Hayden may not always get it right, but last week’s display of the “Little Engine that Could” erased all the previous missteps.
For those of you who may not be aware, the HiWay Bar was, at the very least, a “public house” in the colonial sense of the term, and at best, West Routt’s version of Facebook. Now, from time to time, you may not have liked some of the unshaven faces, but the bar served (and will serve again) as the area’s meeting place, watering hole, conference room and gossip parlor.
As residents of Colorado’s rural areas hold their collective breath for the federal grant money that is supposed to bring their Internet speed up from the noisy 28,800 bps AOL connectivity to high-speed status, places like the HiWay Bar are invaluable. As a former restaurant owner in West Routt, I am aware of the troubles that accompany all the fame, glory and boatloads of cash (pun intended) an owner rakes in daily. The high-speed connectivity in rural areas is crucial to the economy. How else is a young boy supposed to learn the way to treat his newborn sheep? What about the new training techniques one needs to enter the speed goat-roping event at the 2050 Olympics?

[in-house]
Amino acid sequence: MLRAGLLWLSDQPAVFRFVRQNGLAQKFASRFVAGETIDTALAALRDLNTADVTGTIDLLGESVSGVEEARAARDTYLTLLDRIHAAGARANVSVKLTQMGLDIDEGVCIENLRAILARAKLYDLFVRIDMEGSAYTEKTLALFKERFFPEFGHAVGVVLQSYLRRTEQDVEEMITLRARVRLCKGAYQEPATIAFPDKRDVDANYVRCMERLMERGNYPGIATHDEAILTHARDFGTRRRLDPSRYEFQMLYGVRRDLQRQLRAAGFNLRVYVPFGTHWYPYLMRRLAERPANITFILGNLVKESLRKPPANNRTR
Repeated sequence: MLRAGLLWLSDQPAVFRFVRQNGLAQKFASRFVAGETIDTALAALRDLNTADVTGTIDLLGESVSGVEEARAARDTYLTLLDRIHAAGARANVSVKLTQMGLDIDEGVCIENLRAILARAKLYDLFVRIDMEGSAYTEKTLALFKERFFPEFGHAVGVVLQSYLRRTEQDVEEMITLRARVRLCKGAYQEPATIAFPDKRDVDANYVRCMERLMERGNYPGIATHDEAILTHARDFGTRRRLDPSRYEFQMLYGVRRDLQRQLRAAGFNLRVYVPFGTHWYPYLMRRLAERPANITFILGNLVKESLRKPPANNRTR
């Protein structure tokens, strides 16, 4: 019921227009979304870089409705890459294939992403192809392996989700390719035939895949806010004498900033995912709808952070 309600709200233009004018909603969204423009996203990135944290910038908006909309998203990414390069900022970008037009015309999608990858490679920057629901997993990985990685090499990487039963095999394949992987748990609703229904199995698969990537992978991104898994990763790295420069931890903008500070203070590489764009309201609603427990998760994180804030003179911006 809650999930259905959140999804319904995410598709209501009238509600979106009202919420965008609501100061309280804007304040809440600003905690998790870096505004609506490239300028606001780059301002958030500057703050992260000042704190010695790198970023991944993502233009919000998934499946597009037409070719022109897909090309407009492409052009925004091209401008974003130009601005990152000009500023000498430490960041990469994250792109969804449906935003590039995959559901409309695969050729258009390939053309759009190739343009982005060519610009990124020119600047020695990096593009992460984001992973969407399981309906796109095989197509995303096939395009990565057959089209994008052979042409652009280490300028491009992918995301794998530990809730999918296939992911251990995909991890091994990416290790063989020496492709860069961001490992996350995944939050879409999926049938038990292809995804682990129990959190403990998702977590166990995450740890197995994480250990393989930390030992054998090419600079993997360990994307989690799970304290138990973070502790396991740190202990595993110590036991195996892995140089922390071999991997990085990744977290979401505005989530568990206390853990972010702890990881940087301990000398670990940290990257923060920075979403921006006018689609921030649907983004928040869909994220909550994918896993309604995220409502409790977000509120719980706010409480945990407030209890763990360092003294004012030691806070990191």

All kidding aside, Fawna Odom and the rest of the area’s residents saw a serious problem that needed to be fixed, and in true West Routt fashion, they pitched in with nickels, dimes and neighborly resolve and will bring the HiWay back to its rightful place in the town’s diverse synergy.
Well done, everyone, well done.
West Routt resident